4

I have a table with millions of rows. I'm deleting where year(data) in (2013,2014,2015). It's taking more than 4hrs. I'm trying now to delete only year 2013 but it's still very very slow (every year has like more than 600.000 rows and it has a varbinary column to store .PDF files).

I know that indexes can decrease performance on deletes. It will be a good Idea to Disable both indexes in that table, and then re-enable them?

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Can it be faster if I create a view, and delete from the view?


Edit:

I made this query to delete it by top 1:

delete top (1) from MyTable where year(data) in ( 2013)--,2014,2015)
while @@rowcount > 0
    begin
    delete top (1) from MyTable where year(data) in ( 2013)--,2014,2015)
    end
  • If these indexes are heavily used by your applications then they will become slow. Also if the indexes are there for 'enforcing' uniqueness then you risk that you cannot enable them afterwards. – Marco Mar 22 '17 at 15:01
  • Oh, This database is the development database. But for sure I would like to know how to proceed in a production environment. – Racer SQL Mar 22 '17 at 15:02
  • how big are the pdf's? Keep in mind every row deleted gets written to the log file. Also, is it a problem for this delete process to take a while? You could do it in batches, and just let it run. – Max Vernon Mar 22 '17 at 15:03
  • Try to create a procedure that loops and delete the rows in small chunks. Per month or week. You need to commit after each chunk. – Marco Mar 22 '17 at 15:07
  • 6
    Creating an index may actually help you here... if there isn't one on (data). Also rewrite the query to "where data >= '20130101' and data < '20160101'" , which will use an index on (data) if there is one. "Where year(data) in (2013, 2014, 2015)" won't. SQL may be spending (wasting) a lot of time just finding the row it needs to delete. Also think about larger batches than 1 row at a time sqlperformance.com/2013/03/io-subsystem/chunk-deletes – Gareth Lyons Mar 22 '17 at 16:20
4

Depending on how interconnected this table is with others in your database, and assuming that the table only has data for 2013-present, the fastest solution might be:

  1. Script out your original table, and create a new empty table with the same structure.
  2. INSERT the data for 2016 and 2017 into the new table.
  3. DROP the original table.
  4. Rename the new table to the original table's name (see the docs for ALTER TABLE).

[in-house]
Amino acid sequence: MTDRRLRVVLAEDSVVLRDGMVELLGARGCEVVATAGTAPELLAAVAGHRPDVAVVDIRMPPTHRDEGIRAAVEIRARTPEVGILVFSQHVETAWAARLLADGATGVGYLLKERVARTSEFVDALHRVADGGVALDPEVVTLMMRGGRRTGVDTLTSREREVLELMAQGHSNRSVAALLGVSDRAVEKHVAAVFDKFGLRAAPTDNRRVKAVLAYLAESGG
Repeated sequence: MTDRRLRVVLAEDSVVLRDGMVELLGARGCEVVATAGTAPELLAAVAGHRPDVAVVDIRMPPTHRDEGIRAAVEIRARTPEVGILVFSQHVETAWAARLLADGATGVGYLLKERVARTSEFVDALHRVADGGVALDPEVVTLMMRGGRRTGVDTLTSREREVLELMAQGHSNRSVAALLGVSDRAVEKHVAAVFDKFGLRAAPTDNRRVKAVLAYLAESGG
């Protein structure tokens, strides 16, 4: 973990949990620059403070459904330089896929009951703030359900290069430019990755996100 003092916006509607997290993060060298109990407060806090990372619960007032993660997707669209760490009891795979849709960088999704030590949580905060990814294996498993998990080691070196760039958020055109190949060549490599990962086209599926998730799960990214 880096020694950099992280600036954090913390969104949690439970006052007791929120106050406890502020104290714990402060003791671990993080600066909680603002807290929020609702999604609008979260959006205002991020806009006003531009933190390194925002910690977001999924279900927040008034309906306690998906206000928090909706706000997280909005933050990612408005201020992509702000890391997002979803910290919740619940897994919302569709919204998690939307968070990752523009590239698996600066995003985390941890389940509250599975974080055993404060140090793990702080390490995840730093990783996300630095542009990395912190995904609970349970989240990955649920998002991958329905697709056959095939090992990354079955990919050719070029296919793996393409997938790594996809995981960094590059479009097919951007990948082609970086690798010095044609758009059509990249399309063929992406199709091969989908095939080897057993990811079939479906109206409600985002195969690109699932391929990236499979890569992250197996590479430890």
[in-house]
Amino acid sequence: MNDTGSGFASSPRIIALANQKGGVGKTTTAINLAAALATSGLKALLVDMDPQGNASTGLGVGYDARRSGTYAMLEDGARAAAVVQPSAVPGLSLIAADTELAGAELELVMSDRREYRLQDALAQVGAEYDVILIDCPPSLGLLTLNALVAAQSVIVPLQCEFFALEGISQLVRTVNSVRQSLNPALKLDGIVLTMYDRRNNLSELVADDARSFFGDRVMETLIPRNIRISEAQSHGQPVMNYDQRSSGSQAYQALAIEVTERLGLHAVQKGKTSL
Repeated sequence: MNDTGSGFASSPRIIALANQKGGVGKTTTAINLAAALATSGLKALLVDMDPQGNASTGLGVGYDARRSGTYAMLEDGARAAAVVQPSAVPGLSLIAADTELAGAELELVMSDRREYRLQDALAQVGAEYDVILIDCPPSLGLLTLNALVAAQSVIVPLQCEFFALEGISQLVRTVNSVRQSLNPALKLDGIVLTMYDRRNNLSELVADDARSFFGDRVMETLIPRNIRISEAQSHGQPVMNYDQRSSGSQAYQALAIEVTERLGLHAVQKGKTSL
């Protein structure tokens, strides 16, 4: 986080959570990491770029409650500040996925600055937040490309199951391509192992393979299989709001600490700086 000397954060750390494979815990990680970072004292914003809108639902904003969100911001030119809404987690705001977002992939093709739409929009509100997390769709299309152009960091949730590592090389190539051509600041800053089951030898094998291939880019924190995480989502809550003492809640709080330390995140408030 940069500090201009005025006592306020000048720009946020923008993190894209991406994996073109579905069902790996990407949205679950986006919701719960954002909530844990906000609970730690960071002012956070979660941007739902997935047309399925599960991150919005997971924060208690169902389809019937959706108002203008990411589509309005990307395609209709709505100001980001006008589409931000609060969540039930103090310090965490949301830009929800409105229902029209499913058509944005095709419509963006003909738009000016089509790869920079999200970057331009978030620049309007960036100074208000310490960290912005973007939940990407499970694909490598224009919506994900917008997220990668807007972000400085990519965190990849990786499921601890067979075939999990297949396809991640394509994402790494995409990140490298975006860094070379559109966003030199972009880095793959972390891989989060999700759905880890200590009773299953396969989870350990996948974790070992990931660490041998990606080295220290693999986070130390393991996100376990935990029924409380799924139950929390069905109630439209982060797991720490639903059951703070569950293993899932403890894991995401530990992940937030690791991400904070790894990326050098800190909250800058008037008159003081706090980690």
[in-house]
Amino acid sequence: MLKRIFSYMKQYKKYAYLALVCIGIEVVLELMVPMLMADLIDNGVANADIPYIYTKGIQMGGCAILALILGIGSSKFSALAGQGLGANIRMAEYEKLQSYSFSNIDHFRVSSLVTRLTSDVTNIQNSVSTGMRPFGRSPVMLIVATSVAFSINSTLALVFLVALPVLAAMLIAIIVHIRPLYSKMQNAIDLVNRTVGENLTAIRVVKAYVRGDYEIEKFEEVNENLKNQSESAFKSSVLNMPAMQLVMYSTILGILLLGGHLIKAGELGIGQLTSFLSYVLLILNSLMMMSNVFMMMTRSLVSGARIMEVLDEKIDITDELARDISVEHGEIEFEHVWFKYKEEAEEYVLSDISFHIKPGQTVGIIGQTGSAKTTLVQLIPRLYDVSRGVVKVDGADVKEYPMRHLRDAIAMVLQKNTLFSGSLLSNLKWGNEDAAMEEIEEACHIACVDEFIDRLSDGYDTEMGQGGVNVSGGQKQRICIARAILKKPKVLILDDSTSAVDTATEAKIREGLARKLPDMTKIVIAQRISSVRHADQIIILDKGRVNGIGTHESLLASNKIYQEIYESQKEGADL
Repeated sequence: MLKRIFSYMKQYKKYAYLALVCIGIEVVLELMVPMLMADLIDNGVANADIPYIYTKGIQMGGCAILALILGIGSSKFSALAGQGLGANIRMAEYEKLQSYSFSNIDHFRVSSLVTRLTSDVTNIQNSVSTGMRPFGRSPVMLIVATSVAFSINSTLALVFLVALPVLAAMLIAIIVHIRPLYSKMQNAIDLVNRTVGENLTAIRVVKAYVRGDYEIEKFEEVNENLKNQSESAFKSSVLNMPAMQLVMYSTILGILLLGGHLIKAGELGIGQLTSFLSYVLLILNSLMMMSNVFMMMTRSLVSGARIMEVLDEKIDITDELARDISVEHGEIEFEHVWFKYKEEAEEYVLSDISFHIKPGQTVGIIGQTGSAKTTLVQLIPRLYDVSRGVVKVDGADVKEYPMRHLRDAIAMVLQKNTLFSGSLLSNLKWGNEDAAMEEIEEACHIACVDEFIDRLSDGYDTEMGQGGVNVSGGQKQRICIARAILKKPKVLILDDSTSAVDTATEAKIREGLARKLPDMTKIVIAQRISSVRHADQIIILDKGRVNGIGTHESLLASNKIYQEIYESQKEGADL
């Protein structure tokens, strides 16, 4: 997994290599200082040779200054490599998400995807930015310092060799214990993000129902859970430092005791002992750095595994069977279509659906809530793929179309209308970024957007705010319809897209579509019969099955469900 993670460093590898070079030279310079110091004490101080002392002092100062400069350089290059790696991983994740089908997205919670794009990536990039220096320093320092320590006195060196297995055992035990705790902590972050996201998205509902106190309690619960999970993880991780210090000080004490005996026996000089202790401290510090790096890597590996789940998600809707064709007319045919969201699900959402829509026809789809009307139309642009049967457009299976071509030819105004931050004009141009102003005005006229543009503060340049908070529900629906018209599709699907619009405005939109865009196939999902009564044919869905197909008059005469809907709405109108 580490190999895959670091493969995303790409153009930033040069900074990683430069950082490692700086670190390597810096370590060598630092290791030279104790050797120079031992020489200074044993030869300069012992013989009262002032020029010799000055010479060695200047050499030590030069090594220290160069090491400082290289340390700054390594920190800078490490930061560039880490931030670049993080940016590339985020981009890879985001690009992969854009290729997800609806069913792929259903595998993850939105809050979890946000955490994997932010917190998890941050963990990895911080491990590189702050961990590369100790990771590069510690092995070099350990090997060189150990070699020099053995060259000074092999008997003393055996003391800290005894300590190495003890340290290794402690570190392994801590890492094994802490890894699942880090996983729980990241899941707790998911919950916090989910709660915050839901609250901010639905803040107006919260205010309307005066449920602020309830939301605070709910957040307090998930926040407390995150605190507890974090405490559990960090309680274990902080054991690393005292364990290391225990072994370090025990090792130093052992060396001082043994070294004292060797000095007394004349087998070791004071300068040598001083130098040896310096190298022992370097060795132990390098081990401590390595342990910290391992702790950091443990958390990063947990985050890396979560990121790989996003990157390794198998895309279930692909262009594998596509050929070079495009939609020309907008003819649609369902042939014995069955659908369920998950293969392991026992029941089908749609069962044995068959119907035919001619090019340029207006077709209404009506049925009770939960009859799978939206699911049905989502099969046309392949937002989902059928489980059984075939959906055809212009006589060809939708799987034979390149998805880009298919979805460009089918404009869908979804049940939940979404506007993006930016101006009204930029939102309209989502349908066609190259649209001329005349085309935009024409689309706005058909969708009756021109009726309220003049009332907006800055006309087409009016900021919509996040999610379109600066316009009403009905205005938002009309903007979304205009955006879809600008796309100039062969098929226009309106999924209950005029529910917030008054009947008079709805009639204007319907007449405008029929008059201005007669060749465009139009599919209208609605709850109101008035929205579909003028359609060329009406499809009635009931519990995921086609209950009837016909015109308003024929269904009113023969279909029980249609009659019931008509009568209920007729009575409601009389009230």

Deletes are generally enough slower than inserts that it's probably faster to copy out 25-30% of the records in the table than to delete 70-75% of them. However, of course, you need to have sufficient disk space to hold the duplicates of the data to be kept to be able to use this solution (as noted by Toby in the comments).

If you do this, you'll want to be absolutely certain that the new table ends up exactly like the original, including any indexes, triggers, etc. You might want to truncate the original, rename it, and keep it around for a while instead of deleting it, just to be sure there's nothing you've missed. Also, outside of any clustered index, you may want to add clustered indexes and triggers after you've inserted the 2016 and 2017 data. If triggers are involved at all, make sure that whatever you do leaves the rest of your data in a valid state.

If other tables reference your table in foreign key relationships (as suggested by Joe Obbish in the comments), then this becomes somewhat more complicated. I would recommend scripting out all the foreign keys that point to this table, removing them, and then recreating them after the new table has been renamed. See this link to an article by Aaron Bertrand for help with this.

  • You could use SELECT * INTO New_MyTable FROM MyTable WHERE data >= '2016-01-01'; DROP TABLE MyTable and then rename the New_MyTable to MyTable – Toby Mar 22 '17 at 23:08
  • @Toby - SELECT ... INTO wouldn't necessarily capture all aspects of the original table. Indexes, triggers - none of that would come over. – RDFozz Mar 22 '17 at 23:49
2

As your trying to delete all data between 01/01/2013 00:00:00 and 31/12/2015 23:59:59, try this

delete * from MyTable where data >= '2013-01-01' and data < '2016-01-01' 

That will allow it to use any available index.

  • Agreed. I'm pretty sure running YEAR() or any other function on the data column in the WHERE clause will cause it to ignore the index on that column. – MguerraTorres Mar 22 '17 at 22:48
  • Yep I did the year() and it took almost 5hrs. I'm trying now with >=. I will post results – Racer SQL Mar 23 '17 at 12:05
1

I highly recommend partitioning your table now.

I'd create a new table partitioned by year that looks just like your current table then insert into it. Going forward, you can more easily prune your table.

Here are several links to a good partitioning discussions... http://www.databasejournal.com/features/mssql/partitioning-in-sql-server-part-1.html https://www.datavail.com/blog/four-things-remember-planning-sql-partitioning/

I'm not a SQL Server guy - I saw an MS SQL Server 2016 documentation suggests there are some differences in 2014 features - but I can't find 2014 documentation.

Here is a link to MS SQL Server 2008... https://msdn.microsoft.com/en-us/library/ms188706(v=sql.105).aspx

Good luck!

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